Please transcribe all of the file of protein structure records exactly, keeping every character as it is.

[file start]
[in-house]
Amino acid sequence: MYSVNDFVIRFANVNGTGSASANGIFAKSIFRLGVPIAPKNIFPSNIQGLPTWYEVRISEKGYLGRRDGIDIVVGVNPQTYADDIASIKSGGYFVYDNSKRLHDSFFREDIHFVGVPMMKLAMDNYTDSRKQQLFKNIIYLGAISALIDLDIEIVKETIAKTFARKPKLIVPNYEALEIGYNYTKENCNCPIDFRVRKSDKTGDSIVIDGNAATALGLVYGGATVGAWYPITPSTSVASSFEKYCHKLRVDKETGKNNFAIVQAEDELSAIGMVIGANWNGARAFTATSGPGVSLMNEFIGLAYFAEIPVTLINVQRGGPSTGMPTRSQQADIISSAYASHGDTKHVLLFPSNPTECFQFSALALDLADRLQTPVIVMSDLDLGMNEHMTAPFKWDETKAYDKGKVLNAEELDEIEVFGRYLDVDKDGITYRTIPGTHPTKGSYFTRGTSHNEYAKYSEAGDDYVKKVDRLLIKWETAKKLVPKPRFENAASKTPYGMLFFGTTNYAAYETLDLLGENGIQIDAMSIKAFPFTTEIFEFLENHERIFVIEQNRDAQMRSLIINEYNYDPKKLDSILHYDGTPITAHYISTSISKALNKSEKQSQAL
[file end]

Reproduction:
[in-house]
Amino acid sequence: MYSVNDFVIRFANVNGTGSASANGIFAKSIFRLGVPIAPKNIFPSNIQGLPTWYEVRISEKGYLGRRDGIDIVVGVNPQTYADDIASIKSGGYFVYDNSKRLHDSFFREDIHFVGVPMMKLAMDNYTDSRKQQLFKNIIYLGAISALIDLDIEIVKETIAKTFARKPKLIVPNYEALEIGYNYTKENCNCPIDFRVRKSDKTGDSIVIDGNAATALGLVYGGATVGAWYPITPSTSVASSFEKYCHKLRVDKETGKNNFAIVQAEDELSAIGMVIGANWNGARAFTATSGPGVSLMNEFIGLAYFAEIPVTLINVQRGGPSTGMPTRSQQADIISSAYASHGDTKHVLLFPSNPTECFQFSALALDLADRLQTPVIVMSDLDLGMNEHMTAPFKWDETKAYDKGKVLNAEELDEIEVFGRYLDVDKDGITYRTIPGTHPTKGSYFTRGTSHNEYAKYSEAGDDYVKKVDRLLIKWETAKKLVPKPRFENAASKTPYGMLFFGTTNYAAYETLDLLGENGIQIDAMSIKAFPFTTEIFEFLENHERIFVIEQNRDAQMRSLIINEYNYDPKKLDSILHYDGTPITAHYISTSISKALNKSEKQSQAL